Drinks served without ice are quietly reappearing at some cocktail bars. But is there a compelling reason for them to exist?
For example, Jim Kearns—bar director of New York's The Happiest Hour and subterranean bar within a bar Slowly Shirley—has devoted an entire category of room temperature spirit-forward nightcaps to the Slowly Shirley menu, like the Stop, You’re Scaring Me (Zacapa rum, Averna and Aperol) and Harvest Moon (Laird’s Applejack, Half Moon gin, Pommeau, manzanilla sherry and cinnamon bark syrup).
"They are great for showing off the nuanced flavors and aromas of whiskey," Kearns explains, suggesting that these drinks could appeal to whiskey connoisseurs who may be accustomed to drinking spirits neat and un-chilled.
He’s not the only one making drinks fit for the pre-electric refrigerator era. In Nashville, Strategic Hospitality’s Beverage Director Matt Tocco (Le Sel, Pinewood Social, The Patterson House) is working on a brown butter-washed rum and vermouth drink, the Buttered Rum Manhattan, that’s intended to be made and served at room temperature as a kind of no-fuss holiday cocktail option. The "room temperature nightcap" category also will be highlighted at a bartender cocktail competition at New York's Dear Irving on November 30.
"Not using any dilution or chill to alter the ingredients really makes you focus on the ingredients and the ratios."
For his room temperature drinks, Kearns cites a mid 1800s drink style called the Scaffa. In the updated edition of Imbibe!, author and cocktail historian Dave Wondrich describes a Scaffa as "an iceless assemblage of wines and spirits briefly popular in the middle of the [19th] century." (No wonder they were popular: at this point, ice still was harvested from frozen lakes in giant blocks and transported at considerable expense.)
"There's a debate as to whether 'scaffa' comes from an old Italian word meaning 'cupboard,' meaning using whatever ingredients you had handy in the cupboard or whether it is the creator's family name," Kearns notes. Traditionally, these drinks omitted water; Kearns adds water to his drinks, approximating the effect melted ice would have in diluting the finished drink.
This isn’t the first time that the Scaffa has inspired a room-temp revolution. Indeed, most modern bar-goers probably first became aware of "room temperature cocktails" thanks to a slender but influential book called beta cocktails., self-published by bartenders Kirk Estopinal and Maksym Pazuniak in 2011, as well as its even more limited-edition predecessor Rogue Cocktails, self-published in 2009. Both books focus on boozy, bitter, spirit-forward drinks sourced from bartenders—including a handful of cocktails deliberately made without ice.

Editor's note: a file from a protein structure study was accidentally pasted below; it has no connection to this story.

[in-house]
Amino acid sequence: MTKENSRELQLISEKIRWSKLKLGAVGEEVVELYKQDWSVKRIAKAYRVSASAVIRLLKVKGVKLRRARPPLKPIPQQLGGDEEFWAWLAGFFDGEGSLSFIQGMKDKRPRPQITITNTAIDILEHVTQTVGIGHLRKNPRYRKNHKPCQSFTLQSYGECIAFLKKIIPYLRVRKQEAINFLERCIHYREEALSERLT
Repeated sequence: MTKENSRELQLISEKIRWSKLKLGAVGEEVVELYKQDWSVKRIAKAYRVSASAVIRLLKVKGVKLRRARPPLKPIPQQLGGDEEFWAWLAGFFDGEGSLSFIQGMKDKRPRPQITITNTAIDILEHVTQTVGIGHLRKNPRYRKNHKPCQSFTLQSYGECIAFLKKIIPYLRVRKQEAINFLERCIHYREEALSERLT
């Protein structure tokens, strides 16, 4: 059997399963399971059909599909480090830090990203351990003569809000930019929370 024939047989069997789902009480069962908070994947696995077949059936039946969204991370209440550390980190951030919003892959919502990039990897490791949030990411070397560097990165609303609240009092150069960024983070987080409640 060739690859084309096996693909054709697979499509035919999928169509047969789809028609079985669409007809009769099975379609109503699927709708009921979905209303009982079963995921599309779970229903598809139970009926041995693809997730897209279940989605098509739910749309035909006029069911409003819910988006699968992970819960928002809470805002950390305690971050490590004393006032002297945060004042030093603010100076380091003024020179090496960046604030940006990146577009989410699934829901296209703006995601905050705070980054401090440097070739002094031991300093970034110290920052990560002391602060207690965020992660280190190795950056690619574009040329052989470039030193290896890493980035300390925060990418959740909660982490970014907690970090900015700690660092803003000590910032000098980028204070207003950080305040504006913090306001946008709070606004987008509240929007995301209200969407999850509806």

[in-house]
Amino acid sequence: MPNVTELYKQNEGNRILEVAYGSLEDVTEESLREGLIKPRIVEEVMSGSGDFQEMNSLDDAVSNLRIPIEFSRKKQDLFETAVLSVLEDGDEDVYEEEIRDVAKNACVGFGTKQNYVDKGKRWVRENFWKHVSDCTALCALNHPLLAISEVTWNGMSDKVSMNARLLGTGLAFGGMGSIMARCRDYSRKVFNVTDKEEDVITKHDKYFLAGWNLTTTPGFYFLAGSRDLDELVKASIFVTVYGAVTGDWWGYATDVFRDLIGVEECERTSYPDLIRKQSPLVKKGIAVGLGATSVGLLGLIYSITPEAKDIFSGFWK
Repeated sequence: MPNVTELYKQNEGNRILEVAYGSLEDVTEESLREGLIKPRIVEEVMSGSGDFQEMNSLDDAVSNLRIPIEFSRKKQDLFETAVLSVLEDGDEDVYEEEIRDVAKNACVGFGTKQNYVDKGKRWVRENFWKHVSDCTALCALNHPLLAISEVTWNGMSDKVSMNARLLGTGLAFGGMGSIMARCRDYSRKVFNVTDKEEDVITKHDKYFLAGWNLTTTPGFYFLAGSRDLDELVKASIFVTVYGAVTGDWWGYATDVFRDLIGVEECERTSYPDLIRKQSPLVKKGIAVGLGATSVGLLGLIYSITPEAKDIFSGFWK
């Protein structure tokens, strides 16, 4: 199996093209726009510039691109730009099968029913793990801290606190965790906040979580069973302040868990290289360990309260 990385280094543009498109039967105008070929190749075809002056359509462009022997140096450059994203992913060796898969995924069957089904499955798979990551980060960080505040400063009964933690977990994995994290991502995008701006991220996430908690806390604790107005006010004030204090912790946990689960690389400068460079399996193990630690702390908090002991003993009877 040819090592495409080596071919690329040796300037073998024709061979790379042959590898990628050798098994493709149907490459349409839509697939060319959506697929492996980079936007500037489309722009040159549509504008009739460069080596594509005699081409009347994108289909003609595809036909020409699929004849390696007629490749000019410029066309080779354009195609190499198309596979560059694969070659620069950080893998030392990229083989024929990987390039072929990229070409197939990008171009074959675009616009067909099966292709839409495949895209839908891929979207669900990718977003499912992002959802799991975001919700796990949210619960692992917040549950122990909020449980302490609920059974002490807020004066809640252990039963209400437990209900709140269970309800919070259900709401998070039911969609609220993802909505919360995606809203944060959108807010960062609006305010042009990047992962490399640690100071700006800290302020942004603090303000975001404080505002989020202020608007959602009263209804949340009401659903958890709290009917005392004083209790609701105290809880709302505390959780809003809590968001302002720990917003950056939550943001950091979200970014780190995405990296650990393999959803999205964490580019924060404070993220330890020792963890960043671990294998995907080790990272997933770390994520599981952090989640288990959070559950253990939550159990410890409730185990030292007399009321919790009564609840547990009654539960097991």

Most notable is the "Hotel Room Temperature" drink, created by Estopinal, made with an ounce and a half of Carpano Antica sweet vermouth, plus smaller measures of aged rum and orange Curaçao, and dashes of Bittermens Mole bitters and salt tincture. "Build in a rocks glass, no ice," the instructions read.
The drink is "an exercise in texture," explained Estopinal in the notes for the drink, "and the fact that assembly can and does adjust the entire profile of the same ingredients."
The Infernal Architect (Laird’s Applejack, Nardini Amaro, Strega, built in a coupe rinsed with allspice dram), also in the book, is a drink created by Philadelphia-based bartender Colin Shearn. "This is a room temperature cocktail," the instructions specify, lest there be any ambiguity. And just a couple of pages later, there’s Misty Kalkofen’s Pare de Sufrir, a strong, stirred libation combining PX sherry, Chichicapa mezcal, coffee liqueur and Amaro Lucano, served in an espresso cup. No ice; served at room temperature. Troy Sidle’s Heart of Glass, with bourbon, sweet vermouth and Cynar calls for no ice, too.
The Scaffa provided inspiration here as well, Shearn recalls, particularly a variation called the Brandy Scaffa, which appears in Jerry Thomas’s 1860s The Bartender's Guide, and other subsequent Golden Age bartending books.
"They are intriguing drinks," Shearn insists. "Not using any dilution or chill to alter the ingredients really makes you focus on the ingredients and the ratios. There's nothing else to hide behind." Comparing the Scaffa to a chilled drink like the Old Fashioned, he continues, is "like sashimi compared sushi rolls."
But that was several years ago. When every high-end bar now has a cutting-edge "ice program," do room temperatures drinks make sense?
The only way to decide was to road test a room temperature drink, side by side with a chilled variation—same ingredients, stirred with ice and strained into a freezer-chilled glass. (In this case, an adaptation of the Hotel Room Temperature: 1 ½ ounces sweet vermouth, ¾ ounce aged rum, ¼ ounce orange Curaçao, and 2 dashes of mole bitters).
There was definitely a noticeable difference between the two: the room temperature variation read as sweeter, richer, slightly more viscous, and had a slightly longer finish. By comparison, the chilled drink was more refreshing, and a pleasing, raisin-y note from the vermouth was coaxed forward.
Bartenders may praise room temperature drinks for increased aromatics or intriguingly rich texture; but by the end of this experiment, the chilled glass was the one left empty.